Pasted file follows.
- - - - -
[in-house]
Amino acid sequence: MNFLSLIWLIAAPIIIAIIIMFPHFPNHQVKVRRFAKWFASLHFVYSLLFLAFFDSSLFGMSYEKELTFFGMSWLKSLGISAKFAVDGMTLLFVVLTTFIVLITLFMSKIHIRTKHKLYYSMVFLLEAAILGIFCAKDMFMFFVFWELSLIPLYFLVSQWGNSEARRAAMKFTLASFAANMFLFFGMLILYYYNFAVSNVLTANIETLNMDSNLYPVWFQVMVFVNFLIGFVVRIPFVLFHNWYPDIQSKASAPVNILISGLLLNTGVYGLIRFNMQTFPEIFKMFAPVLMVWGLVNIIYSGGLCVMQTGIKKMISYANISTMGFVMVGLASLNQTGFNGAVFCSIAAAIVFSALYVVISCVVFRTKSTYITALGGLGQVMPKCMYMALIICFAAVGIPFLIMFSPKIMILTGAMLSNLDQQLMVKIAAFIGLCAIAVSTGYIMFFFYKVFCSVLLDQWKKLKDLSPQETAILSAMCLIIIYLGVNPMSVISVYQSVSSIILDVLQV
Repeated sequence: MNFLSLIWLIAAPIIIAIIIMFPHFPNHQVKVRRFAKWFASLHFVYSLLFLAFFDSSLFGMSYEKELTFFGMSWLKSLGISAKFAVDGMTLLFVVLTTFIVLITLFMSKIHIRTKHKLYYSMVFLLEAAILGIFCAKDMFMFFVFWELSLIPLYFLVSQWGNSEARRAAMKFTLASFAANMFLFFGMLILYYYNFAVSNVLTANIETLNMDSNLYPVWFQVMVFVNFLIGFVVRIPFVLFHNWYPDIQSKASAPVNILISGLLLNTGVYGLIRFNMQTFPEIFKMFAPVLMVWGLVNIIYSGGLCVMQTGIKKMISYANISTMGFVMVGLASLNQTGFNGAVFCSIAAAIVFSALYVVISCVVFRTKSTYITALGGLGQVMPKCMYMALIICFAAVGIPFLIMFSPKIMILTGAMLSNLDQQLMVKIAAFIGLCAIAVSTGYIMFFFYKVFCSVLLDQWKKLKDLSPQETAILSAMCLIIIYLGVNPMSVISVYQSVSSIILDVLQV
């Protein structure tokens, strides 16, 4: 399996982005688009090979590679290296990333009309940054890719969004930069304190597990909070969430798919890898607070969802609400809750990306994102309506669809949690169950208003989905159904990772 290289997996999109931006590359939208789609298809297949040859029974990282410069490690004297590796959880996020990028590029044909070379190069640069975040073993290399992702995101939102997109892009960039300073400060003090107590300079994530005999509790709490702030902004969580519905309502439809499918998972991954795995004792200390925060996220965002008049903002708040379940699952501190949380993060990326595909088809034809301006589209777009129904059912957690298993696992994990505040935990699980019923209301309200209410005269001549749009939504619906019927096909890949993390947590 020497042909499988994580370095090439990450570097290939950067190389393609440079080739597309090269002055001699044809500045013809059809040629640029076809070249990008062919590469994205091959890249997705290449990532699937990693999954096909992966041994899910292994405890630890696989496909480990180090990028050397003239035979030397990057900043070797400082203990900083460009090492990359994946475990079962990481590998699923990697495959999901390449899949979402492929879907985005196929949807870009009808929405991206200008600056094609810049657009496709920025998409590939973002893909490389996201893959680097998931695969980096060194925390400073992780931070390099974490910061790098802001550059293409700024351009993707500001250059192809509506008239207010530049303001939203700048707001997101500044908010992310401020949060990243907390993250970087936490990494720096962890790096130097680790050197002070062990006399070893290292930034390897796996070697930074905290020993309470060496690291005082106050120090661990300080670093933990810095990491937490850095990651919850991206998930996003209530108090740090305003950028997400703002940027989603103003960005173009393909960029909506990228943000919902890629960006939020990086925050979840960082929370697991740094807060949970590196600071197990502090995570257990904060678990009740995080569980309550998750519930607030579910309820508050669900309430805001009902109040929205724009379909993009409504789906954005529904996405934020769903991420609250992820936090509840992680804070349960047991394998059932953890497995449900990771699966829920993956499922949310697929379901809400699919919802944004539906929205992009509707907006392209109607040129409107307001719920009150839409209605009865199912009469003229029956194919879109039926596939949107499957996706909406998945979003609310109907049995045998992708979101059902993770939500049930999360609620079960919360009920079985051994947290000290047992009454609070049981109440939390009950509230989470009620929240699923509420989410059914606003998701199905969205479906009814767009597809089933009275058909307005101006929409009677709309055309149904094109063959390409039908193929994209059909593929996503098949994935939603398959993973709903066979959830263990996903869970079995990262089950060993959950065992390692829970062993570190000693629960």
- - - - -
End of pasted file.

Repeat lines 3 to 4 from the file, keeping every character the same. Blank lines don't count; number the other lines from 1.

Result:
Repeated sequence: MNFLSLIWLIAAPIIIAIIIMFPHFPNHQVKVRRFAKWFASLHFVYSLLFLAFFDSSLFGMSYEKELTFFGMSWLKSLGISAKFAVDGMTLLFVVLTTFIVLITLFMSKIHIRTKHKLYYSMVFLLEAAILGIFCAKDMFMFFVFWELSLIPLYFLVSQWGNSEARRAAMKFTLASFAANMFLFFGMLILYYYNFAVSNVLTANIETLNMDSNLYPVWFQVMVFVNFLIGFVVRIPFVLFHNWYPDIQSKASAPVNILISGLLLNTGVYGLIRFNMQTFPEIFKMFAPVLMVWGLVNIIYSGGLCVMQTGIKKMISYANISTMGFVMVGLASLNQTGFNGAVFCSIAAAIVFSALYVVISCVVFRTKSTYITALGGLGQVMPKCMYMALIICFAAVGIPFLIMFSPKIMILTGAMLSNLDQQLMVKIAAFIGLCAIAVSTGYIMFFFYKVFCSVLLDQWKKLKDLSPQETAILSAMCLIIIYLGVNPMSVISVYQSVSSIILDVLQV
């Protein structure tokens, strides 16, 4: 399996982005688009090979590679290296990333009309940054890719969004930069304190597990909070969430798919890898607070969802609400809750990306994102309506669809949690169950208003989905159904990772 290289997996999109931006590359939208789609298809297949040859029974990282410069490690004297590796959880996020990028590029044909070379190069640069975040073993290399992702995101939102997109892009960039300073400060003090107590300079994530005999509790709490702030902004969580519905309502439809499918998972991954795995004792200390925060996220965002008049903002708040379940699952501190949380993060990326595909088809034809301006589209777009129904059912957690298993696992994990505040935990699980019923209301309200209410005269001549749009939504619906019927096909890949993390947590 020497042909499988994580370095090439990450570097290939950067190389393609440079080739597309090269002055001699044809500045013809059809040629640029076809070249990008062919590469994205091959890249997705290449990532699937990693999954096909992966041994899910292994405890630890696989496909480990180090990028050397003239035979030397990057900043070797400082203990900083460009090492990359994946475990079962990481590998699923990697495959999901390449899949979402492929879907985005196929949807870009009808929405991206200008600056094609810049657009496709920025998409590939973002893909490389996201893959680097998931695969980096060194925390400073992780931070390099974490910061790098802001550059293409700024351009993707500001250059192809509506008239207010530049303001939203700048707001997101500044908010992310401020949060990243907390993250970087936490990494720096962890790096130097680790050197002070062990006399070893290292930034390897796996070697930074905290020993309470060496690291005082106050120090661990300080670093933990810095990491937490850095990651919850991206998930996003209530108090740090305003950028997400703002940027989603103003960005173009393909960029909506990228943000919902890629960006939020990086925050979840960082929370697991740094807060949970590196600071197990502090995570257990904060678990009740995080569980309550998750519930607030579910309820508050669900309430805001009902109040929205724009379909993009409504789906954005529904996405934020769903991420609250992820936090509840992680804070349960047991394998059932953890497995449900990771699966829920993956499922949310697929379901809400699919919802944004539906929205992009509707907006392209109607040129409107307001719920009150839409209605009865199912009469003229029956194919879109039926596939949107499957996706909406998945979003609310109907049995045998992708979101059902993770939500049930999360609620079960919360009920079985051994947290000290047992009454609070049981109440939390009950509230989470009620929240699923509420989410059914606003998701199905969205479906009814767009597809089933009275058909307005101006929409009677709309055309149904094109063959390409039908193929994209059909593929996503098949994935939603398959993973709903066979959830263990996903869970079995990262089950060993959950065992390692829970062993570190000693629960």